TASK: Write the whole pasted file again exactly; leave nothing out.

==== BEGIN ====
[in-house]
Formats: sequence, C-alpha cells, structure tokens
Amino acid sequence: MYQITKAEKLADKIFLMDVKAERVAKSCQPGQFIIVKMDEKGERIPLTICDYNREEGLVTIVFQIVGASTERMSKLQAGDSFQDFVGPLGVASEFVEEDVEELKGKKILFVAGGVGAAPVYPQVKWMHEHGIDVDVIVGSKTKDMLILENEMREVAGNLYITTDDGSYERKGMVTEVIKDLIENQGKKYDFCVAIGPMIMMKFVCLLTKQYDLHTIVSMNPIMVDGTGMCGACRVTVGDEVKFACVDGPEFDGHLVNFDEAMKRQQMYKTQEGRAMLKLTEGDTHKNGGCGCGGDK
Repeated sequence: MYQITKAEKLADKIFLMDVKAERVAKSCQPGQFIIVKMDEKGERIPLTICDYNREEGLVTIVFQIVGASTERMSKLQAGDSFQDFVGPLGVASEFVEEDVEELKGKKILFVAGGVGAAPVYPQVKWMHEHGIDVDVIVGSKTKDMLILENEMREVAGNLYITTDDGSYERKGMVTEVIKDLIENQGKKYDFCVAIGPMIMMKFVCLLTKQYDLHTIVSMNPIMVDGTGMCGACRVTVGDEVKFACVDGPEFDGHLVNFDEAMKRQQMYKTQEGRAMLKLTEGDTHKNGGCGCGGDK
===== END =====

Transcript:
[in-house]
Formats: sequence, C-alpha cells, structure tokens
Amino acid sequence: MYQITKAEKLADKIFLMDVKAERVAKSCQPGQFIIVKMDEKGERIPLTICDYNREEGLVTIVFQIVGASTERMSKLQAGDSFQDFVGPLGVASEFVEEDVEELKGKKILFVAGGVGAAPVYPQVKWMHEHGIDVDVIVGSKTKDMLILENEMREVAGNLYITTDDGSYERKGMVTEVIKDLIENQGKKYDFCVAIGPMIMMKFVCLLTKQYDLHTIVSMNPIMVDGTGMCGACRVTVGDEVKFACVDGPEFDGHLVNFDEAMKRQQMYKTQEGRAMLKLTEGDTHKNGGCGCGGDK
Repeated sequence: MYQITKAEKLADKIFLMDVKAERVAKSCQPGQFIIVKMDEKGERIPLTICDYNREEGLVTIVFQIVGASTERMSKLQAGDSFQDFVGPLGVASEFVEEDVEELKGKKILFVAGGVGAAPVYPQVKWMHEHGIDVDVIVGSKTKDMLILENEMREVAGNLYITTDDGSYERKGMVTEVIKDLIENQGKKYDFCVAIGPMIMMKFVCLLTKQYDLHTIVSMNPIMVDGTGMCGACRVTVGDEVKFACVDGPEFDGHLVNFDEAMKRQQMYKTQEGRAMLKLTEGDTHKNGGCGCGGDK